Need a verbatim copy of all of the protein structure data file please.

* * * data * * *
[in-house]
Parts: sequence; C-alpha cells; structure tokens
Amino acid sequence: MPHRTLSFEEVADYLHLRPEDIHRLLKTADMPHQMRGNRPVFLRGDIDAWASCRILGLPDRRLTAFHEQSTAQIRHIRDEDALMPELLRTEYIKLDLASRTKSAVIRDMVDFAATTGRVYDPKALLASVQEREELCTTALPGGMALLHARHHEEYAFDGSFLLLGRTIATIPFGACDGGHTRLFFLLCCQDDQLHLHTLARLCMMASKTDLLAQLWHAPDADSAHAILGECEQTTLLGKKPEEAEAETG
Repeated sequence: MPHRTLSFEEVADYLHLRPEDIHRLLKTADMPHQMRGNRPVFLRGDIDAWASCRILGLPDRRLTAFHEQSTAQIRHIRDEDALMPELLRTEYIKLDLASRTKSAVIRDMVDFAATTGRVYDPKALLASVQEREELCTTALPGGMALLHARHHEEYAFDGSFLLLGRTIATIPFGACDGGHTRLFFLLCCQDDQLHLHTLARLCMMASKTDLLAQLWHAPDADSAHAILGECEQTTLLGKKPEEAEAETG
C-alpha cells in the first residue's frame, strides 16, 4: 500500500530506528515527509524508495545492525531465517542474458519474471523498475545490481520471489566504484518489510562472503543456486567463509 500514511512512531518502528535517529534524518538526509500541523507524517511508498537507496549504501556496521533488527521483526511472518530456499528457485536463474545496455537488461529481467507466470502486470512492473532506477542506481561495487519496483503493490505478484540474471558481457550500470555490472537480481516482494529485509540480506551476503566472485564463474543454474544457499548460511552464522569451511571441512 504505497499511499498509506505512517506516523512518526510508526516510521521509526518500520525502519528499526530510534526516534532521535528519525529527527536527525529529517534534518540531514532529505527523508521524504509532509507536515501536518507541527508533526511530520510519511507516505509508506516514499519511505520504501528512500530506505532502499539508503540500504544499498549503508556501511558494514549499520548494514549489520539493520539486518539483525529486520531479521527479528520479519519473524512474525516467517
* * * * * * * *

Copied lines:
[in-house]
Parts: sequence; C-alpha cells; structure tokens
Amino acid sequence: MPHRTLSFEEVADYLHLRPEDIHRLLKTADMPHQMRGNRPVFLRGDIDAWASCRILGLPDRRLTAFHEQSTAQIRHIRDEDALMPELLRTEYIKLDLASRTKSAVIRDMVDFAATTGRVYDPKALLASVQEREELCTTALPGGMALLHARHHEEYAFDGSFLLLGRTIATIPFGACDGGHTRLFFLLCCQDDQLHLHTLARLCMMASKTDLLAQLWHAPDADSAHAILGECEQTTLLGKKPEEAEAETG
Repeated sequence: MPHRTLSFEEVADYLHLRPEDIHRLLKTADMPHQMRGNRPVFLRGDIDAWASCRILGLPDRRLTAFHEQSTAQIRHIRDEDALMPELLRTEYIKLDLASRTKSAVIRDMVDFAATTGRVYDPKALLASVQEREELCTTALPGGMALLHARHHEEYAFDGSFLLLGRTIATIPFGACDGGHTRLFFLLCCQDDQLHLHTLARLCMMASKTDLLAQLWHAPDADSAHAILGECEQTTLLGKKPEEAEAETG
C-alpha cells in the first residue's frame, strides 16, 4: 500500500530506528515527509524508495545492525531465517542474458519474471523498475545490481520471489566504484518489510562472503543456486567463509 500514511512512531518502528535517529534524518538526509500541523507524517511508498537507496549504501556496521533488527521483526511472518530456499528457485536463474545496455537488461529481467507466470502486470512492473532506477542506481561495487519496483503493490505478484540474471558481457550500470555490472537480481516482494529485509540480506551476503566472485564463474543454474544457499548460511552464522569451511571441512 504505497499511499498509506505512517506516523512518526510508526516510521521509526518500520525502519528499526530510534526516534532521535528519525529527527536527525529529517534534518540531514532529505527523508521524504509532509507536515501536518507541527508533526511530520510519511507516505509508506516514499519511505520504501528512500530506505532502499539508503540500504544499498549503508556501511558494514549499520548494514549489520539493520539486518539483525529486520531479521527479528520479519519473524512474525516467517